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  • Q&A with Australian Health Practitioners

    How can I care for my older sibling following a suicide attempt?

    My sister spent 4 days in a mental health unit following a suicide attempt. They discharged her into the care of my mum and me along with her two young children. The hospital gave no advice on the type of support she needs and how to keep her safe.
    We have never done this before and just want to know if there's particular practical things you can do at home to help with the recovery process.
    She has depression and anxiety and has been started on anti-depressants upon being discharged.
    Thank you
  • Find a professional to answer your question

  • michelleanne

    HealthShare Member

    Hi 

    Sure. She is 34, there has been a quite strong history of mental illness in my family on my father's side (mainly severe depression and my father has Asperger's). It is quite difficult to say how anyone ‘becomes’ depressed i think it is a gradual progression and so many different factors.
    She has struggled with depression and anxiety on and off since her first child was born 14 years ago. Just reccently there is relationship problems, financial difficulties and bevarioural difficulties with her son. It has been informally said that she had a ‘breakdown’.
    It is hard to say what she feels at any moment but her mood as been quite up and down since leaving hospital and she constantly says she is taking it ‘day by day’.
    I guess my question was asking about ways to support someone who is overwhelmed by life at the moment but still help them to feel like they have some power and autonomy in their life.
    Also even simple things like how to spot signs that a person may be suicidal again and what to do. You can't watch over a grown adult 24/7 that could be more of a hindrence than help.
    I just think when someone goes into hospital to have an operation they come out with notes for their carers about looking after the person whilst they are not 100%, preventing secondary infections, exercises to help healing process etc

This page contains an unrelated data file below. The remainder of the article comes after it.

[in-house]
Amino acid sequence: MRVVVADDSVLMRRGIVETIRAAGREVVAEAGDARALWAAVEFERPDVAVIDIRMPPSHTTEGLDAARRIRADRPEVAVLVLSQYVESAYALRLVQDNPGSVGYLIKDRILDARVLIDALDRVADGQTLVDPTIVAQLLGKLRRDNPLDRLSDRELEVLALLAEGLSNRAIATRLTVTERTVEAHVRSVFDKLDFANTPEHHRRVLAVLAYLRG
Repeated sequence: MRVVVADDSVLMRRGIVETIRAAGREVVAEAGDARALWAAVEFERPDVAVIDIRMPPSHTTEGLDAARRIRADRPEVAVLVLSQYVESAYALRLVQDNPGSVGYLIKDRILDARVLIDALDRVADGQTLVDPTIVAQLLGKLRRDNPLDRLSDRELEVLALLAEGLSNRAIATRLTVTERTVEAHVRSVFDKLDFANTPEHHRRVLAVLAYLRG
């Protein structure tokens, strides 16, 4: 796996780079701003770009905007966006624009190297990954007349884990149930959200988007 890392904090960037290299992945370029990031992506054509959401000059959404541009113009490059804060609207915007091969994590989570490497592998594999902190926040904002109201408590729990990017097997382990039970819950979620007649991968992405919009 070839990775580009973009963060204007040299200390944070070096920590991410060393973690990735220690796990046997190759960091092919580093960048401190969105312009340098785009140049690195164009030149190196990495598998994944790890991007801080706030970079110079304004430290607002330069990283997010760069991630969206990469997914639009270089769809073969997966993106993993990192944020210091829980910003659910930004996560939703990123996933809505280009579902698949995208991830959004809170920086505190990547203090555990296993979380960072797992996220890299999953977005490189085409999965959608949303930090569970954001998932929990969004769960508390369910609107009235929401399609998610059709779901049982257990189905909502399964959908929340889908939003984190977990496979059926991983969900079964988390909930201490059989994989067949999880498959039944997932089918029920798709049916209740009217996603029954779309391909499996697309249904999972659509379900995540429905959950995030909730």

Why can't there be a similar post hospital admission advice?
    Thanks for your help

  • 1

    Thanks

    Damien Haines

    Clinical Psychologist, Psychologist

    Damien Haines is a registered Clinical Psychologist who brings a warm and empathetic approach to therapy. He emphasises engagement in the world and encourages clients … View Profile

    Hi MichelleAnn

    It sounds like you feel quite overwhelmed by these recent events, and quite unsupported by the mental health unit your sister attended.

    Having worked in private psychiatric hospitals I would suggest the following immediately after discharge. (Ideally these things would have been done by the hospital/clinic). Have a suicide prevention plan with your sister. It is important to be as open about this as possible. Included in this plan should be the following:

    1. Knowing what her plan would be if she felt that way again. If possible remove those items or monitor them. eg if pills you dispense them, she doesn't. Sharps are a bit trickier, but razors are an obvious one to remove (this is all just for now, not forever).
    2. Have a list of phone numbers by the home phone and in hers and your mobile. Obviously 000 and LifeLine (13 11 14). Also add her GP, Community Mental Health Team, Psychiatrist, Psychologist, Support groups such as GROW (www.grow.net.au), the local hospitals mental health unit. I would also add in her friends and families numbers. The family and friends numbers are there for social support, NOT for suicide prevention. ie she feels lonely and calls someone to just chat to, not about her problems, just stuff.
    3. Encourage (it is all you can do) her to engage with a psychologist (http://www.psychology.org.au/FindaPsychologist) and/or a psychiatrist. Get her a list of names and tell her that you will take her to one, though she should call them first to see if they “gel” (as an example).
    4. Encourage her to be somewhat social (she may only be able to call someone or be with people for up to 30 minutes at a time). Encourage activity and eating well (lots of complex carbs, and foods with tryptophan - dairy, soy, poultry, bananas). All these things aid in serotonin production which will help to stabilise her mood especially if she is on antidepressants.
    5. Encourage her to do small tasks. eg if you are doing some washing ask her to help hang it up and give her praise for her efforts. Incorporate her as much as possible, make her feel useful and needed.
    6. Be honest with her. Tell her that if you guys get worried you will be calling 000.